The Digital Workplace Amidst a Vanishing Security Perimeter

Share Post

Collaboration is a hallmark of today's digital workplace and has become business-critical for enterprises.  And the possibilities for collaboration are exponentially greater than they were a generation ago. Businesses are global and employees are mobile -- and always-on.  Real-time sharing, remote access to desktops, voice-over-IP, instant messaging, and cloud-based collaboration are all normal ways of working that put many valuable corporate assets online and within reach of bad actors.

Collaborative digital workplaces require a level of security not implemented by many organizations. Securing identities, data, source code, and other intellectual property is much more difficult because mobile, cloud, and IoT have radically changed the security perimeter.

8320_Social_Card_360_Partha_Blog_V2_1116x595[13].pngThe Vanishing Perimeter

8320_Social_Card_360_Partha_Blog_V2_1116x595[13].png First, Wi-Fi networks have moved the network perimeter beyond the building perimeter. In the past, employees and visitors had to pass through security to enter a building and use its network. But Wi-Fi extends the network perimeter into parking lots, across streets, and even into other buildings.  In addition, many of today's mobile workers are using their own personal devices. BYOD is well established in many organizations, but the security challenges never get old. BYOD moves or even eliminates, the security perimeter. It used to be, you could not do work unless you were in the building at your desk. The desktop environment could be locked down. But with BYOD, malware can walk in through the front door on a personal device and then gain access to the corporate network.  And what's more, business data and personal information are both being sent across the same networks.

Second, many enterprise applications are consumed directly from the cloud.  These direct-to-the-internet pathways don't pass through the traditional enterprise network protections and create new risks that old tools can't address.  Most security technologies deployed today are perimeter-based and not designed for cloud-oriented threats.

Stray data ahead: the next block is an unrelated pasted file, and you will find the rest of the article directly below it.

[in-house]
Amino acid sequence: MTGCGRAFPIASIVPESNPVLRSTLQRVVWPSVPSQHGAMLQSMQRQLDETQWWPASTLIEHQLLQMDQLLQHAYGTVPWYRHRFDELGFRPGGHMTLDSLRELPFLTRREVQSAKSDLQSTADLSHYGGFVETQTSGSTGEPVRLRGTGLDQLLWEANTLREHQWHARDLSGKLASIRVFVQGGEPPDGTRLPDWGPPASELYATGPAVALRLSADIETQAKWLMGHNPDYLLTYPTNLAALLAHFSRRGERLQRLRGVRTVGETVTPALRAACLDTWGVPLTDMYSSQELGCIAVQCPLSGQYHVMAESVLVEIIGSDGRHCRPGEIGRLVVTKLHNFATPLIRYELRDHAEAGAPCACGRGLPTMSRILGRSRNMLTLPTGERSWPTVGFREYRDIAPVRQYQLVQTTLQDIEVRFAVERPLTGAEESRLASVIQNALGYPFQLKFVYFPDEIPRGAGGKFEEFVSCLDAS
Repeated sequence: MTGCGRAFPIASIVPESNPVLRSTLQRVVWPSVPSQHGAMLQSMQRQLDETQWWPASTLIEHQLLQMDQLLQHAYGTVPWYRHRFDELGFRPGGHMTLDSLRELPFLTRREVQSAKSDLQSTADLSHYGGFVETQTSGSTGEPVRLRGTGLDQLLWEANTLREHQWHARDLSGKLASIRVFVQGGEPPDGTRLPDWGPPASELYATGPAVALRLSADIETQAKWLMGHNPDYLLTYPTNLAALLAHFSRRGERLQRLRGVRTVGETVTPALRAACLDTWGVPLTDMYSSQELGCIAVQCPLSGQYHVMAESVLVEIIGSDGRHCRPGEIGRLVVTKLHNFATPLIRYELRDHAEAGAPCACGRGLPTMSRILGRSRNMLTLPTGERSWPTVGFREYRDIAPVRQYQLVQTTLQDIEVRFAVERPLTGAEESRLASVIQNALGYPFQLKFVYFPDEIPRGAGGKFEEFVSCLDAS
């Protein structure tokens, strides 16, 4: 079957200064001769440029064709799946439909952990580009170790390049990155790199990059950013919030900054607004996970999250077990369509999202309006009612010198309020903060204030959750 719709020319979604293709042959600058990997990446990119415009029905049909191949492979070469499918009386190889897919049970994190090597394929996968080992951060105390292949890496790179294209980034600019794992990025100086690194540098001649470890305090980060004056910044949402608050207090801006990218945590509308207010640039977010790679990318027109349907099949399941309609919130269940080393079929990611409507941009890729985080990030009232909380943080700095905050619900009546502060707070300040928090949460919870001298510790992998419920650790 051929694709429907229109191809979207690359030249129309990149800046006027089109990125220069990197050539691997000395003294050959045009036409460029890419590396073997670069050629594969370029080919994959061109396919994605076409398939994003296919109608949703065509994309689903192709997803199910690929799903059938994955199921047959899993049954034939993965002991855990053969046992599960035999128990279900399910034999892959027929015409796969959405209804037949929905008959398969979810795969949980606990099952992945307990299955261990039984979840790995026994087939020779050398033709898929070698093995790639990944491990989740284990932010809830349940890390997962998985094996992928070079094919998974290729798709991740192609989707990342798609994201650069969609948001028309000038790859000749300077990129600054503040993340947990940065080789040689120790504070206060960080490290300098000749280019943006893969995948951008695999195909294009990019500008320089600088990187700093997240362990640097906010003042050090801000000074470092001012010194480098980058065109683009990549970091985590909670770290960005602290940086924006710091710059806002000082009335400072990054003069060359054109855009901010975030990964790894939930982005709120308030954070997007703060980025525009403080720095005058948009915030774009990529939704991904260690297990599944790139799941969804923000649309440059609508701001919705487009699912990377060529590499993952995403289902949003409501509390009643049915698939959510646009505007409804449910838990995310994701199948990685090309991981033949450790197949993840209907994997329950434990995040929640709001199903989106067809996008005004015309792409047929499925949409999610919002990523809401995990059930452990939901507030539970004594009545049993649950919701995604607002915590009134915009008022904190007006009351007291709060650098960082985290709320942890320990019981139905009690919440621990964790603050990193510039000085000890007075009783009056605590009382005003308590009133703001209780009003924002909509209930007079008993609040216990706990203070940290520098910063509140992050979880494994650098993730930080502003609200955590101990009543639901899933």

Third, the advent of the Internet of Things (IoT) is bringing thousands of often inherently insecure sensors and other devices into corporate networks. These devices may be on moveable equipment, attached to a company's building, or given to employees.  "Things" can be rogue devices connected to open ports on the network and often times go undetected by IT.  These "things" also don't have the compute power to protect themselves with endpoint security software such as anti-malware.

When the physical perimeter is no longer the network perimeter and threats can enter from the inside, the old ideas of trust don't apply. Today, siloed protection is no longer enough. Security must be built into the network infrastructure and act as a fabric that integrates network, access, device, and user security.

The Aruba 360 Secure Fabricfig.1.0_091417_v2_Aruba360SecureFabric-eba.jpg

We at Aruba took a unique design approach with our Aruba 360 Secure Fabric.  Starting at the infrastructure layer, we embedded the Aruba Secure Core into the network.  The Secure Core is the inherent security built into every Aruba AP, mobility controller, and switch.  Secure Core utilizes security technologies such as secure boot, encryption, deep-packet inspection (DPI), VPN, IPS, and firewall technologies to ensure that the network devices and the traffic that passes through them can be trusted.

SecureCore brings the infrastructure into a trusted state. And SecureCore allows the network to act as a sensor, giving off critical data that you can trust about every user, every device connected, and the nature of the traffic that passes through them using technologies such as DPI. The network as a sensor feeds the unique analytics capability that only Aruba infrastructure can provide.